Hello and welcome back to Equity, TechCrunch’s venture capital-focused podcast, where we unpack the numbers behind the headlines.
Alex apologizes for the math error you’ll hear, naturally. 36 divided by four, is, of course, nine.
Turning to the show, as has been the case every single week since we cannot recall when, we had a hell of a packed agenda.; there were new funds to talk about, there were rounds aplenty. As the unicorn era hands the baton to the COVID-19 downturn, there still more than we can get through each week.
But we did manage all that follows:
- Lightspeed raised a host of new funds worth billions of dollars, including $1.83 billion in capital for later-stage deals and $1.5 billion to pour more capital into its international investments.
- Andreessen Horowitz wants to put together a second crypto-focused fund worth $450 million. That’s more than last time, and we had questions.
- Corigin Ventures raised its first institutional fund at $36 million, effectively stepping out of complete control from its parent organization, Corigin Real Estate.
- Stripe raised $600 million more, at a flat valuation to its preceding round. The payments company is now worth around $36 billion. The news dropped out of nowhere, and probably means that the eventual Stripe IPO is far, far away.
- Robinhood is raising new capital, which caught our eye.
- Carta, which helps manage equity for startups, laid off 16 percent of its staff as detailed in an emotional memo by the company’s CEO Henry Ward. Then, the plot thickened when news broke that it’s raising a new round of funding that would value it at $3 billion.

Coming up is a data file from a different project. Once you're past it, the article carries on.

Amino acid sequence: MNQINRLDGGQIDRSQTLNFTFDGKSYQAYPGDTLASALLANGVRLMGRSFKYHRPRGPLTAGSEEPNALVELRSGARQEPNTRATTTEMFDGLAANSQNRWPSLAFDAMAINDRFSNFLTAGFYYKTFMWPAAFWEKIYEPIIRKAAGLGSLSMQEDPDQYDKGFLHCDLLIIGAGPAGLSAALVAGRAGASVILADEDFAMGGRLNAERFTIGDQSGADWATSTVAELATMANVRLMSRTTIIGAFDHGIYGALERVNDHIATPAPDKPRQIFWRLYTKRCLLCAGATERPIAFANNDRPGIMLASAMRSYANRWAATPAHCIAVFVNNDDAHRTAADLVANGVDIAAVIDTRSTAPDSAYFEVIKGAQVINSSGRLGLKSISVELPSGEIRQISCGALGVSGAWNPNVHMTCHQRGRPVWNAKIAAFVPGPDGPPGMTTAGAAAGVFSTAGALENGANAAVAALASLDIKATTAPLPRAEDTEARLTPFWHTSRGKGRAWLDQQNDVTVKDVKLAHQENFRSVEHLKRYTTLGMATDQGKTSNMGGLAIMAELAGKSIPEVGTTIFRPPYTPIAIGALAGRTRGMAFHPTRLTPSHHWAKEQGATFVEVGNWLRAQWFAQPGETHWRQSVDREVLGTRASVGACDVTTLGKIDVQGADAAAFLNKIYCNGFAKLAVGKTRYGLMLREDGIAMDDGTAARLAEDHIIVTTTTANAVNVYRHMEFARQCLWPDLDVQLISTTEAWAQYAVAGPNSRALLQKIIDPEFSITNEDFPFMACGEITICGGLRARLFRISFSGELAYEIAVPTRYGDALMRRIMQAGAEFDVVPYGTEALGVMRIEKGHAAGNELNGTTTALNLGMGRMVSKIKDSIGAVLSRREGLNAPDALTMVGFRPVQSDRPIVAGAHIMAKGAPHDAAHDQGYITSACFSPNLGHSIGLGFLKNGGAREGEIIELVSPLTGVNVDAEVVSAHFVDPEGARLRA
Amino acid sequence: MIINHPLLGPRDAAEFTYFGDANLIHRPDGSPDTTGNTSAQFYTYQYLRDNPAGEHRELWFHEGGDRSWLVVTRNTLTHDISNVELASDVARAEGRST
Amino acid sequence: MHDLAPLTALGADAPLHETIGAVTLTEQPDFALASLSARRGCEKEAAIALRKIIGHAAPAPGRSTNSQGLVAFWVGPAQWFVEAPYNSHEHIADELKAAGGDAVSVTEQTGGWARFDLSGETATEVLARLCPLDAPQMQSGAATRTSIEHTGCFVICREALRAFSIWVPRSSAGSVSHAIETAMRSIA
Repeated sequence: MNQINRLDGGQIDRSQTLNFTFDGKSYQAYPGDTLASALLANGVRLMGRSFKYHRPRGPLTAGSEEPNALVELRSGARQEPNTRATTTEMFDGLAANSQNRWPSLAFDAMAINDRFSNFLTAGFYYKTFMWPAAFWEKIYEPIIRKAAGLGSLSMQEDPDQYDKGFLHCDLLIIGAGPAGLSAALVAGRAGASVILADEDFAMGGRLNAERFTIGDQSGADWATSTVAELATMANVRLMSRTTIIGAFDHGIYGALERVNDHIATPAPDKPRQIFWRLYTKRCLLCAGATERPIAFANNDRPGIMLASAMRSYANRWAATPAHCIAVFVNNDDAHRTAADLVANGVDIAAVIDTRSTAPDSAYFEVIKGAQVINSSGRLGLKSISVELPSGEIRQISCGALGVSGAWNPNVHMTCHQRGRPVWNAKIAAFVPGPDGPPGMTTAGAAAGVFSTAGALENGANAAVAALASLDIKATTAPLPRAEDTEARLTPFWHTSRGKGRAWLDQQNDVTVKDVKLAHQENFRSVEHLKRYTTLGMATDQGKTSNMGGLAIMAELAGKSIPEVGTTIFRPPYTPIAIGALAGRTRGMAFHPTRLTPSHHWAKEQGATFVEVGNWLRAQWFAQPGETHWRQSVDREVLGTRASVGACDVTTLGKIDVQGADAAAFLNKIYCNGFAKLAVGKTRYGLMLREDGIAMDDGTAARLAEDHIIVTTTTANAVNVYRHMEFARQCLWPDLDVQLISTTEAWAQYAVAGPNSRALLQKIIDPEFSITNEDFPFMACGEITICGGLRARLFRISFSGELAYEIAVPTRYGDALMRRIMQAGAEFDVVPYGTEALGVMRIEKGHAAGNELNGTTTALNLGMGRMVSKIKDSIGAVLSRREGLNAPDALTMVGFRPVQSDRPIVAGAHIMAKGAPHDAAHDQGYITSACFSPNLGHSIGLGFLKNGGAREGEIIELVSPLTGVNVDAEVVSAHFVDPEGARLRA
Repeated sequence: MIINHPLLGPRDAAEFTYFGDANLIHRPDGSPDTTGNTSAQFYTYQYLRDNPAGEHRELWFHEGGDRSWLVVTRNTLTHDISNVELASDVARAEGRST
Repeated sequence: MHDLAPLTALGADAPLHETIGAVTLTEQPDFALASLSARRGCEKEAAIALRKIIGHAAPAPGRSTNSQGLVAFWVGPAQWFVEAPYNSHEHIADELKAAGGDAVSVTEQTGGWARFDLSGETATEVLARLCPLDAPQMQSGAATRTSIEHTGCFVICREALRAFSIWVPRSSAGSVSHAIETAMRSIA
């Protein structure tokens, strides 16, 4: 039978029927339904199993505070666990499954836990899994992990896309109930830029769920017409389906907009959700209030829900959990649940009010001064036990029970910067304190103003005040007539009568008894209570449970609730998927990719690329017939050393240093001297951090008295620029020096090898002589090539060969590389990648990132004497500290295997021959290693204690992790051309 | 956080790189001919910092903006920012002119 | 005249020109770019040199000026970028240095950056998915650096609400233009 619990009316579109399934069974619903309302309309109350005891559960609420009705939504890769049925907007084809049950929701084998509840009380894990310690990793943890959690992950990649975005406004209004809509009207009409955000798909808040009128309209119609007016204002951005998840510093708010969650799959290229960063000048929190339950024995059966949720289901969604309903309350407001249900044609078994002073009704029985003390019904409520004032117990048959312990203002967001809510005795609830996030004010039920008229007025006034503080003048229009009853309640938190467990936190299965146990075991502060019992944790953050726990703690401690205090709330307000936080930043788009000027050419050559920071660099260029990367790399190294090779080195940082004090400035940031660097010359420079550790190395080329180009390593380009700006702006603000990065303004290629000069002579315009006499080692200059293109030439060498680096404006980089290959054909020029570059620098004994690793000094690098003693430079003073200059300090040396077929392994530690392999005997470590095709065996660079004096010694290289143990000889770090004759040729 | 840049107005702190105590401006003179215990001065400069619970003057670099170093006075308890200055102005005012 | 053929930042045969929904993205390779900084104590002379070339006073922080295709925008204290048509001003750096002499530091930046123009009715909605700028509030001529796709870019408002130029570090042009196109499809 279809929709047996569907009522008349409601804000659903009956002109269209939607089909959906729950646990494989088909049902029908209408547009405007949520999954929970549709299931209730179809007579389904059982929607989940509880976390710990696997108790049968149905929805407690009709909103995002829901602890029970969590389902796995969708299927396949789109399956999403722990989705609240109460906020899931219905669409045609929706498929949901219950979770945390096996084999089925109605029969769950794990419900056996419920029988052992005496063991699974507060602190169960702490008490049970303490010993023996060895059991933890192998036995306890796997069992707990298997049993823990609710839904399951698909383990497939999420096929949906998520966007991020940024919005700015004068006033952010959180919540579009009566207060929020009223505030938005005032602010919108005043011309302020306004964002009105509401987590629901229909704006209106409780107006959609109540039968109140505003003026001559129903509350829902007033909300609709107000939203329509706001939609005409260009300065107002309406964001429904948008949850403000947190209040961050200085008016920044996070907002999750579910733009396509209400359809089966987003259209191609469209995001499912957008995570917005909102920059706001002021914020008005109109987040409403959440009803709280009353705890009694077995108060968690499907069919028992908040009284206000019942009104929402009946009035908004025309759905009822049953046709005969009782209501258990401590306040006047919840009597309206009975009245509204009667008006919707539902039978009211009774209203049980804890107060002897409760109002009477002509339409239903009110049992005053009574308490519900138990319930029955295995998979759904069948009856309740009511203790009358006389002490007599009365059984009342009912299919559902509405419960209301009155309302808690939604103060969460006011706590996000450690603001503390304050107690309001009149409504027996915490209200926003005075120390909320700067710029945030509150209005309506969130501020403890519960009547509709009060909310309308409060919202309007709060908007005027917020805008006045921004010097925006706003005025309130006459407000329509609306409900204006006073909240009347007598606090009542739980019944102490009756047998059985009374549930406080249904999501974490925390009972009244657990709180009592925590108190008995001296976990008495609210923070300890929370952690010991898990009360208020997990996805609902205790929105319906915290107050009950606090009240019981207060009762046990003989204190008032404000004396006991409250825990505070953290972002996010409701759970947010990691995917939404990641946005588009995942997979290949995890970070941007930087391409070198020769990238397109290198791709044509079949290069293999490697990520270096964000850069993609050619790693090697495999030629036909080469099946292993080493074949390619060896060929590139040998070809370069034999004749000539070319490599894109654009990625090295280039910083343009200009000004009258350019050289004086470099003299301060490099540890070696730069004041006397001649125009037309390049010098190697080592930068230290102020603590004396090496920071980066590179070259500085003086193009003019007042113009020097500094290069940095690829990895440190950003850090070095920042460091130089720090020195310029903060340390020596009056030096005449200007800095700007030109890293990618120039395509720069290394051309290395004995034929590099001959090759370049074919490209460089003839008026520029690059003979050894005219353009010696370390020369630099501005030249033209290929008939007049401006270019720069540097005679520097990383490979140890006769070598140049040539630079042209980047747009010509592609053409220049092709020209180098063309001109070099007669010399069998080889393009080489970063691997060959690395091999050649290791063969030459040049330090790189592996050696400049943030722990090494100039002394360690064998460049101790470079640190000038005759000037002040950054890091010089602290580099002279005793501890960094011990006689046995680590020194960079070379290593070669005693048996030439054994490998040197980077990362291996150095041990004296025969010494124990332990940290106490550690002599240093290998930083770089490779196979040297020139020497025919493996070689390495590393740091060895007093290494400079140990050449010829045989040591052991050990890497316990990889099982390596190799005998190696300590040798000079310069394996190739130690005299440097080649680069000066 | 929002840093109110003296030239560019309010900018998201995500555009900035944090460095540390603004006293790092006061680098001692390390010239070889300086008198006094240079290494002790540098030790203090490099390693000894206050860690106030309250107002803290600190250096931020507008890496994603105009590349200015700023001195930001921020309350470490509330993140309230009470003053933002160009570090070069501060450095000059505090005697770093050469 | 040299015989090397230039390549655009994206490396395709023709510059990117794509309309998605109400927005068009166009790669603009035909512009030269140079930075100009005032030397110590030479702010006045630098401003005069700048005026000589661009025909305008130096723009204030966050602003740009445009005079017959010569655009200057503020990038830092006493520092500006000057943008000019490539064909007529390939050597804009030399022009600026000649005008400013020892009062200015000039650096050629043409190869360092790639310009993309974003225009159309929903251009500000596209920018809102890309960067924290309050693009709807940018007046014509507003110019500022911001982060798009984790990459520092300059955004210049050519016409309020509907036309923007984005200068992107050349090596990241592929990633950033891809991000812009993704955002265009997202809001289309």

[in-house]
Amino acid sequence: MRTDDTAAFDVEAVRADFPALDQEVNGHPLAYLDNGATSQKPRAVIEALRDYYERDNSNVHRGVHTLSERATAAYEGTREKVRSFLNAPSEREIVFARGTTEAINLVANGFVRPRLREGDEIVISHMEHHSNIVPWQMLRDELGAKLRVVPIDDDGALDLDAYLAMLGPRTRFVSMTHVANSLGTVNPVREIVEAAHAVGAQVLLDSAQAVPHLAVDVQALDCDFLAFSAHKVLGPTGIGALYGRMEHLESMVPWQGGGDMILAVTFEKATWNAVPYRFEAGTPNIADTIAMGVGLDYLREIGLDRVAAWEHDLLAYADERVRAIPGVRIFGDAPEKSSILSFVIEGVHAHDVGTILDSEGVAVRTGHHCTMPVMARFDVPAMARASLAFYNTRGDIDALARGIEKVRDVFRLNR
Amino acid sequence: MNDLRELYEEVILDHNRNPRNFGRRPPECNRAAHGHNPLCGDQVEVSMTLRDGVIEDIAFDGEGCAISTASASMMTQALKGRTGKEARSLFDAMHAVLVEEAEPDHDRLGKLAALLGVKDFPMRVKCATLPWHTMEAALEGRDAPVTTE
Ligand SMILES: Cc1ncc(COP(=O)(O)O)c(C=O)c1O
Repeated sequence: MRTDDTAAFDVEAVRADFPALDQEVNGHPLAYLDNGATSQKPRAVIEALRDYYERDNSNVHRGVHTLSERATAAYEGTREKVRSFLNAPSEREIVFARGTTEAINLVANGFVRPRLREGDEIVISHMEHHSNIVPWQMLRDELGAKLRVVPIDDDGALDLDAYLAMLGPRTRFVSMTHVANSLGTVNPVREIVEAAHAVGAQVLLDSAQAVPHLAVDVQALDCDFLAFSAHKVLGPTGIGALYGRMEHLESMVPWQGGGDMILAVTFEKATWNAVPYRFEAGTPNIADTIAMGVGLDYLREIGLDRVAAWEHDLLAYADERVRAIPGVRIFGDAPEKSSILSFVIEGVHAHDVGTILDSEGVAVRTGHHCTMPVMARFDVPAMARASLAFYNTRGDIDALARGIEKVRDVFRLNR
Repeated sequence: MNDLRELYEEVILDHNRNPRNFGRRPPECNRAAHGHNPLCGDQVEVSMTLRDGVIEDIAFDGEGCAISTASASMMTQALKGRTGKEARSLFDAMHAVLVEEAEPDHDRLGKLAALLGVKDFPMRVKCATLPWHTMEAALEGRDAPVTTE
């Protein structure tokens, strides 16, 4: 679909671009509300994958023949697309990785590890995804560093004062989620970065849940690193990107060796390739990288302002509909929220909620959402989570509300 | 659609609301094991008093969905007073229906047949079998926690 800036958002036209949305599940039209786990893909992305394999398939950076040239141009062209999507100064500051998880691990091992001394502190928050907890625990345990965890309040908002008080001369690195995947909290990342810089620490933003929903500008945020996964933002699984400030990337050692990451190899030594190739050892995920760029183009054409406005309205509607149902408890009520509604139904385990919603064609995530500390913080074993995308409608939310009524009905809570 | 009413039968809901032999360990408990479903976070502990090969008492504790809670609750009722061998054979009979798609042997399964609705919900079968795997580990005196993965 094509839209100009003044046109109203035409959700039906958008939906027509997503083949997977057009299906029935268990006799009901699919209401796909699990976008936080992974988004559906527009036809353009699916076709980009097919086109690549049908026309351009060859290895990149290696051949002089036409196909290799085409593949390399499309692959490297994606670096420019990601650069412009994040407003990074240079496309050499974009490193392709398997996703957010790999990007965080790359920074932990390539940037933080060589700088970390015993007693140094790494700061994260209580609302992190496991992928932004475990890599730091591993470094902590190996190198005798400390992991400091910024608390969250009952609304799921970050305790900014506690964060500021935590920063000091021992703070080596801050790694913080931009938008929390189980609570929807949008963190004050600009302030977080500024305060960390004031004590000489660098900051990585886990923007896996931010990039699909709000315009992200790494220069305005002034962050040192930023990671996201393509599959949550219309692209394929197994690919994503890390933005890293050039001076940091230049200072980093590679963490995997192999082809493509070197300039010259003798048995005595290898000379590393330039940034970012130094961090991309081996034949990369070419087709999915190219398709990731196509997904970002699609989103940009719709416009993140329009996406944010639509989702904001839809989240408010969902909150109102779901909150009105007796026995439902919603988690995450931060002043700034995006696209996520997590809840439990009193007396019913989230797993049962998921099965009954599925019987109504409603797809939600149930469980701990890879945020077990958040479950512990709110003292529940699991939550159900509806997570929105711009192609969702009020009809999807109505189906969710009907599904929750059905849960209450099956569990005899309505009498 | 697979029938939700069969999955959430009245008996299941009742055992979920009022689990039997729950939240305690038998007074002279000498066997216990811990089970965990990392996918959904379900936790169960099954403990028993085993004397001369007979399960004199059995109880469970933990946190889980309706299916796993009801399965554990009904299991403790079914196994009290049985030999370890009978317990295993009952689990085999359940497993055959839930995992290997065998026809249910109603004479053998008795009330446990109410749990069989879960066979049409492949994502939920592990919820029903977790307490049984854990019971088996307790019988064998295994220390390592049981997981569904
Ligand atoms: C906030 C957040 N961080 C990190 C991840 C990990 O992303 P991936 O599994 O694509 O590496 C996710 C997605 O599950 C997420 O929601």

- Lucid and Everee, two Utah-based companies raised capital this week, right after we saw Podium raise the week before. $52 million for Lucid, makers of Lucidchart, and $10 million fo Everee, a payroll software startup with a fun twist.
- But we weren’t done yet, as we had to talk about Airbnb’s new debt work; Danny made the point that it’s hardly cheap capital for the firm to raise, possibly adding pressure to Airbnb later on. This is another company that will not go public in 2020.
- Savi raised $6 million to help students pay student loans, while Frank raised $5 million to help students avoid racking them up.
- Despite tight school budgets, Labster landed a deal with the California Community Colleges which tells us a bit about how edtech optimism is turning into actual dollars.
And, breathing out, that was the show. Thanks for sticking with us through the pandemic and not having a commute. It’s a treat to have you here.